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12 meatless lunch ideas

Often, vegans are asked h...

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Making portions work for you

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Re: That bottle of Pinot Noir

Re: That bottle of Pinot Noir

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Ranking animal proteins

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Regarding your sugar addiction

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Slushy cocktail season is now

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Cinema Verde film festival wrap-up

Cinema Verde film festival wrap-up

The Cinema Verde Film and Arts Festival once again presented some real film treasures on the big screen here in Gainesville. No doubt some people might think that movies about the environment must be painful to watch and depressing, and so a person might hesitate to see these movies. True, they ALL remind us or reveal to us some sad truths, but every year there have been wonderfully humorous and inspiring movies that no one should miss.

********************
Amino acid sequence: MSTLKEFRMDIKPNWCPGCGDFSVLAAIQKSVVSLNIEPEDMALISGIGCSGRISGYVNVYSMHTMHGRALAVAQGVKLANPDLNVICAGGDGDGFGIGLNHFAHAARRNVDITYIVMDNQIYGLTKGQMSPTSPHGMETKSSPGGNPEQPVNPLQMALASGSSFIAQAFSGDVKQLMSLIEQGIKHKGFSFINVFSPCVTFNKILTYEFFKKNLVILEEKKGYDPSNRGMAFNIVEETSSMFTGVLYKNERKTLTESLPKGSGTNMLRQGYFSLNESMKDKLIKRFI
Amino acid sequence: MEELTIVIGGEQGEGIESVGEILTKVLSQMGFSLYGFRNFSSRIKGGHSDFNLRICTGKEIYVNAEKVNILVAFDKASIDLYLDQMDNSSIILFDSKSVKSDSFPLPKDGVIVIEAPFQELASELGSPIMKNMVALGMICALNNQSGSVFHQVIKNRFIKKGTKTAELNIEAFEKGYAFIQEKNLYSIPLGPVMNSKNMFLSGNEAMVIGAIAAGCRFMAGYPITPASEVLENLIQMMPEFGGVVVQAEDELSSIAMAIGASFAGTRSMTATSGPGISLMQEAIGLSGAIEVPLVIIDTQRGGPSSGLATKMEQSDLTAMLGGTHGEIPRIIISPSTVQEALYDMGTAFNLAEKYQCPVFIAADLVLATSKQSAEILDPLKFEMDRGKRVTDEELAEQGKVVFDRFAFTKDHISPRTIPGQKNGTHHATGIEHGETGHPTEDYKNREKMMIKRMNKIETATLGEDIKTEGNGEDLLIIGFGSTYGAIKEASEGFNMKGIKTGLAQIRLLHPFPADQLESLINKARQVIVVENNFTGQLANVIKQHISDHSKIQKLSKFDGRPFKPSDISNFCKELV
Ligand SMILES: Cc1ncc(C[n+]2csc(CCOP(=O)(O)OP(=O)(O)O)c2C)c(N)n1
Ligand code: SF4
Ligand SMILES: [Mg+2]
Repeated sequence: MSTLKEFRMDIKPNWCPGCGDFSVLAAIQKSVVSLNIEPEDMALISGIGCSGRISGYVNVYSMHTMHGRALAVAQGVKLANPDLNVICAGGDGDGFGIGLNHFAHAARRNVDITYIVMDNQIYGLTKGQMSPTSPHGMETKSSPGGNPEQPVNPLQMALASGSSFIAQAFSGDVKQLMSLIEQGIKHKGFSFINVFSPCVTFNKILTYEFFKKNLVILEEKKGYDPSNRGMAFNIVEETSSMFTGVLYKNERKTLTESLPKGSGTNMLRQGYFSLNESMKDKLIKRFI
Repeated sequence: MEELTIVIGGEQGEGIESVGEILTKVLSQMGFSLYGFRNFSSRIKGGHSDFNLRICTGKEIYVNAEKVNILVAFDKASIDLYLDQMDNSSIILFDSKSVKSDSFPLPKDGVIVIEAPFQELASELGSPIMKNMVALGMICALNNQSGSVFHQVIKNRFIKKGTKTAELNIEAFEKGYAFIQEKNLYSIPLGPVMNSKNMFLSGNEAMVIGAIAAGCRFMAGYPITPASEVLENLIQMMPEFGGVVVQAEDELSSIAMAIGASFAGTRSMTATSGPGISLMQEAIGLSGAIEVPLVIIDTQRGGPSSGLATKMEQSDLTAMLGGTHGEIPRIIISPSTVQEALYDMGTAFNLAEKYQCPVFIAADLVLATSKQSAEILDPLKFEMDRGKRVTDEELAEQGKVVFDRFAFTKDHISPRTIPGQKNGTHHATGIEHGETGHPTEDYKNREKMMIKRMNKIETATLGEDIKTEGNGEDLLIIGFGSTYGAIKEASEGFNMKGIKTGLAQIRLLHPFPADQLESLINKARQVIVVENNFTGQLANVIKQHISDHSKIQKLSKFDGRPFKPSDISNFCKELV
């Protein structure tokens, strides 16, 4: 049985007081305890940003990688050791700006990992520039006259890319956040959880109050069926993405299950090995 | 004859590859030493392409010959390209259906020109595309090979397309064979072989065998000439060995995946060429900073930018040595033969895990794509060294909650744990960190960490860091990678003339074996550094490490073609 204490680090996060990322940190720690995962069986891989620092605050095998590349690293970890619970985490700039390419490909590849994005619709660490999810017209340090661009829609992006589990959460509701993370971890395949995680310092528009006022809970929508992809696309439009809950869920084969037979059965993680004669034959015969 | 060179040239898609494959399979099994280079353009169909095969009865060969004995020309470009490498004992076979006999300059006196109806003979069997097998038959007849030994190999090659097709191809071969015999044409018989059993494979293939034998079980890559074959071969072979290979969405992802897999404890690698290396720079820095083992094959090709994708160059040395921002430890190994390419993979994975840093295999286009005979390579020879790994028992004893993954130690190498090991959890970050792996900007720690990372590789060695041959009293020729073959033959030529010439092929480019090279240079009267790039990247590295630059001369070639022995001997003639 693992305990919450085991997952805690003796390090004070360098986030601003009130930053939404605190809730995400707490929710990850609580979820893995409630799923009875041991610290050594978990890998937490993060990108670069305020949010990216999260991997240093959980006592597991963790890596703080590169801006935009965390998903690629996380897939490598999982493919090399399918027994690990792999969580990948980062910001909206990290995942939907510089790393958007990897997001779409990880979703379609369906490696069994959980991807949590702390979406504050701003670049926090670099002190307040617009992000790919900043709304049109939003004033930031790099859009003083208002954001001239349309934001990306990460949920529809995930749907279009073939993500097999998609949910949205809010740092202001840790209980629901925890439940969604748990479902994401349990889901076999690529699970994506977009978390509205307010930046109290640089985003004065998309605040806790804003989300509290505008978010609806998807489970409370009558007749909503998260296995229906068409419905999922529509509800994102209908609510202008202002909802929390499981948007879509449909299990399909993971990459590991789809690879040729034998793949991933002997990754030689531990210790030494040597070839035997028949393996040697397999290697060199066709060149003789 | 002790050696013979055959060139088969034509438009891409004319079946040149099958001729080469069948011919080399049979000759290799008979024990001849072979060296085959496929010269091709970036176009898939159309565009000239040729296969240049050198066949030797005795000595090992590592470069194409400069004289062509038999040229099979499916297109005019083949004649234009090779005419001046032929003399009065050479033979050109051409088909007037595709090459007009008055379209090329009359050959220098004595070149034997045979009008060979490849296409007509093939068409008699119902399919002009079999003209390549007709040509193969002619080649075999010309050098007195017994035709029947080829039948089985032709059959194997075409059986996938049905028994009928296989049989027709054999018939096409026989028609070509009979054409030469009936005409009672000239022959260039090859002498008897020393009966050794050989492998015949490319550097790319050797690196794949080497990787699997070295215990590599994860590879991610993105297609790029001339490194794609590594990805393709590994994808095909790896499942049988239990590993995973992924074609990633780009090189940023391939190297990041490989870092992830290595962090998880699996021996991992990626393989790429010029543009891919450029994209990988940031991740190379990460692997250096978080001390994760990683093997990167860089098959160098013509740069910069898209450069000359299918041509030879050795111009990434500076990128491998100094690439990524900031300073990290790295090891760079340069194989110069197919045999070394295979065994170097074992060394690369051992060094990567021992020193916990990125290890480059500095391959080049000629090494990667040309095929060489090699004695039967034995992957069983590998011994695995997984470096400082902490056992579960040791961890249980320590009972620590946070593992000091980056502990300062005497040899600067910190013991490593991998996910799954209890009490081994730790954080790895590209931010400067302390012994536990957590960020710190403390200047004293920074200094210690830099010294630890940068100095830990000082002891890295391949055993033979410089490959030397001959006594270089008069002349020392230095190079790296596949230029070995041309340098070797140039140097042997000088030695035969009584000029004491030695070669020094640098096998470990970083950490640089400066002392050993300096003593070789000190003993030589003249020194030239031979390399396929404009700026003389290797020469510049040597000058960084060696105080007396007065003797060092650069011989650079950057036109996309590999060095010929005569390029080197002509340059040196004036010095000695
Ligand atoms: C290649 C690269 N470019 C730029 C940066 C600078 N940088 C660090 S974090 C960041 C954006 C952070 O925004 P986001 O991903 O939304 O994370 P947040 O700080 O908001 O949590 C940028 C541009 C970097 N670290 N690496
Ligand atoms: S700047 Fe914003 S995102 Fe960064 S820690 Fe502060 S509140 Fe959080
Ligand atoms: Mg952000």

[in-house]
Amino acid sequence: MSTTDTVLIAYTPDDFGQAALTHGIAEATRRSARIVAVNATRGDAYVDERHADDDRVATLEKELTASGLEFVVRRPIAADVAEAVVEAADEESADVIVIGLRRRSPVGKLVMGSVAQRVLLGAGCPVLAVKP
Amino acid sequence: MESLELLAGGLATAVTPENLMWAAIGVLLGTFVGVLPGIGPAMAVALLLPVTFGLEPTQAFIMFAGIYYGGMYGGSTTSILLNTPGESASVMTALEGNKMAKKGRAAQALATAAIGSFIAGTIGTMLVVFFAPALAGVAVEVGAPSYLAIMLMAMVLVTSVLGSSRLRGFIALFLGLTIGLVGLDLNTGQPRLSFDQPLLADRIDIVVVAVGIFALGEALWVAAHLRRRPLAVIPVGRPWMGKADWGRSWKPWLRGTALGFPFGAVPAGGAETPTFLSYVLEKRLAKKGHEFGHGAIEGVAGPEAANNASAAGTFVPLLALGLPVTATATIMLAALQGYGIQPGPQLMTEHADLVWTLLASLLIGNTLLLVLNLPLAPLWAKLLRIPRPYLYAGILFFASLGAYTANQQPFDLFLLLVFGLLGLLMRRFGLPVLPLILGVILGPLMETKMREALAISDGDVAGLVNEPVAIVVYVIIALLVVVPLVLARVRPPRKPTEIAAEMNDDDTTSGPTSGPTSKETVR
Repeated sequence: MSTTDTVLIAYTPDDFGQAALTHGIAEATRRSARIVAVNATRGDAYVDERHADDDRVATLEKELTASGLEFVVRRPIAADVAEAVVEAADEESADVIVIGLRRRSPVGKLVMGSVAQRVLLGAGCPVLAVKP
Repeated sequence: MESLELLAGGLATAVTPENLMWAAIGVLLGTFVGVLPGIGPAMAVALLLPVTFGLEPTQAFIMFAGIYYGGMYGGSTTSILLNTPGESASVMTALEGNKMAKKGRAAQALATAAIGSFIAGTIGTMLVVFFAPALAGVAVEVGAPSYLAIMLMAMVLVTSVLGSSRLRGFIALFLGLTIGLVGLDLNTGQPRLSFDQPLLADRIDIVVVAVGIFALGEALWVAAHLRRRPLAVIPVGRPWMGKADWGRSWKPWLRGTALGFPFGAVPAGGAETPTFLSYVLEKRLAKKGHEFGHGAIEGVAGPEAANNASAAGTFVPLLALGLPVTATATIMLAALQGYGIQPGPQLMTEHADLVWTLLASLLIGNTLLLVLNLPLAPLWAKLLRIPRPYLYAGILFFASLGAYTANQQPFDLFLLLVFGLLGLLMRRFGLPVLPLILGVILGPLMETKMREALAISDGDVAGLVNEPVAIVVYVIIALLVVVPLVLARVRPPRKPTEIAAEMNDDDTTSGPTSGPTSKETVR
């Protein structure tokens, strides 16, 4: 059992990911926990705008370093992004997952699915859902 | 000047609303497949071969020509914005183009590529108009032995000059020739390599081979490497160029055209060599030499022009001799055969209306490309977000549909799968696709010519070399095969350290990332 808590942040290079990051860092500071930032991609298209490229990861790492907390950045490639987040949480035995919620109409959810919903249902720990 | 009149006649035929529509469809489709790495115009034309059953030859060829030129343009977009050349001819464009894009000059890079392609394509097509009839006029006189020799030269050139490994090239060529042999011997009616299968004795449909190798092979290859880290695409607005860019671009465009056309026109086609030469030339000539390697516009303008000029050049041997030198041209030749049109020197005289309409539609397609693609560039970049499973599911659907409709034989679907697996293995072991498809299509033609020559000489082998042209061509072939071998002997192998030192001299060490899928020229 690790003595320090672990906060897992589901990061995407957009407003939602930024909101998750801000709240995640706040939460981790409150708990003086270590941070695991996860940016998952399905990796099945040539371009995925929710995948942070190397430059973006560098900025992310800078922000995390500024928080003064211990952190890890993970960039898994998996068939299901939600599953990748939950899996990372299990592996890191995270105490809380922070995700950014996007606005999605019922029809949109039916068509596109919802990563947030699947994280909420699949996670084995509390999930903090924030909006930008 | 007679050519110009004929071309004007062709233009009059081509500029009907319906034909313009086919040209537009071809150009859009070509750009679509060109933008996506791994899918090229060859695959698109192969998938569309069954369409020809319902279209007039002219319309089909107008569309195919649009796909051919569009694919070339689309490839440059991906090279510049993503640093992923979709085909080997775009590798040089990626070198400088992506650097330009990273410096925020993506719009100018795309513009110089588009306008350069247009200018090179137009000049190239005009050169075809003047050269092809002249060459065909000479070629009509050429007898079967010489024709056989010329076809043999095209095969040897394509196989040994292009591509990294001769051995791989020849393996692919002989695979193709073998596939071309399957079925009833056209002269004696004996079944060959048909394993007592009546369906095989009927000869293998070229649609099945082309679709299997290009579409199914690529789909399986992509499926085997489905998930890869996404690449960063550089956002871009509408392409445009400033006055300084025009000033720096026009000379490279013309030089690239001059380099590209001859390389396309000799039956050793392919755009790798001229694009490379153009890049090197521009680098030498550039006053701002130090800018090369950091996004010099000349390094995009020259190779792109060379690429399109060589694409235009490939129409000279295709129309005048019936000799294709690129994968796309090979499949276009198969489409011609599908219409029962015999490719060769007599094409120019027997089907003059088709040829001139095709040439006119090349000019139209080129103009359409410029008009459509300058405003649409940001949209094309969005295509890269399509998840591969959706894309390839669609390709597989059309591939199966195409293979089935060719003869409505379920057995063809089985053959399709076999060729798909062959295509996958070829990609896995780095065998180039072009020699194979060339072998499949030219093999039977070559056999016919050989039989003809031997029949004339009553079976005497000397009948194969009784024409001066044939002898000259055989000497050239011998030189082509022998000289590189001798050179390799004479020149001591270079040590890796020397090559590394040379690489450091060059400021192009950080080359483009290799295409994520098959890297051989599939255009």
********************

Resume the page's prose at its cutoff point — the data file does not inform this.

030512CVlogoFor me, the first year it was Dirt (full length and now free at hulu.com), last year it was Truck Farm, this year it was Mad City Chickens. This movie is about the burgeoning passion of keeping chickens in your backyard – like GLOB local sustainabilty maven, Val Leitner does. Mad City Chickens focuses on the growth of this passion in Madison City, Wisconsin.

One of the things I LOVED about this movie was the humor. Parts of it were done like introductions to The Twilight Zonein black and white with a Rod Serling look-a-like saying, "Submitted for your approval."

By the end of the movie, it is clear that raising backyard chickens is the perfect revolt against mass food production. Indeed, one of the several stories wound through this movie had a very happy ending -- that of Consuela the chicken. She is a chicken who had been gased and left for dead at a dump because the factory farm she had "served" determined her egg laying days were over. She miraculously survived and was spotted wandering around the dump by a person like you or me. She was then rescued, restored to health (although her comb never was the same again as you can see from the picture above), and given a place in the backyard. She is now producing some very tasty eggs for her rescuers.

Essentially, that's what all the Cinema Verde movies are – a celebration of life. It's about us and our sand box. That's what makes them all wonderful and worth seeing whether they are humorous, scientific, shocking, or inspiring.

Trish Riley, the director of the Festival, and her dedicated volunteers, deserve a big bravo for creating and continuing to develop this special event for the past 3 years and -- hopefully -- many more years, as more and more people become supporters and fans.

- Lynn Dirk, GLOB Content Editor

Last modified onTuesday, 01 April 2014 19:47
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